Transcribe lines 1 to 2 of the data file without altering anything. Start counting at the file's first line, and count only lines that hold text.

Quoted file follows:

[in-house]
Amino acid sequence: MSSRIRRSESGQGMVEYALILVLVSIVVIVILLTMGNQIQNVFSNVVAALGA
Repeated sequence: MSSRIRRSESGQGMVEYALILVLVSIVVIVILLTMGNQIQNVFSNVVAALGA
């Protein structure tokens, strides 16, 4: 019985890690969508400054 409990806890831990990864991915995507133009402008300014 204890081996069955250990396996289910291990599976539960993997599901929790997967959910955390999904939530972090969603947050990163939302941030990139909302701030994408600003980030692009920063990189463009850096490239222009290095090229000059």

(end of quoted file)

[in-house]
Amino acid sequence: MSSRIRRSESGQGMVEYALILVLVSIVVIVILLTMGNQIQNVFSNVVAALGA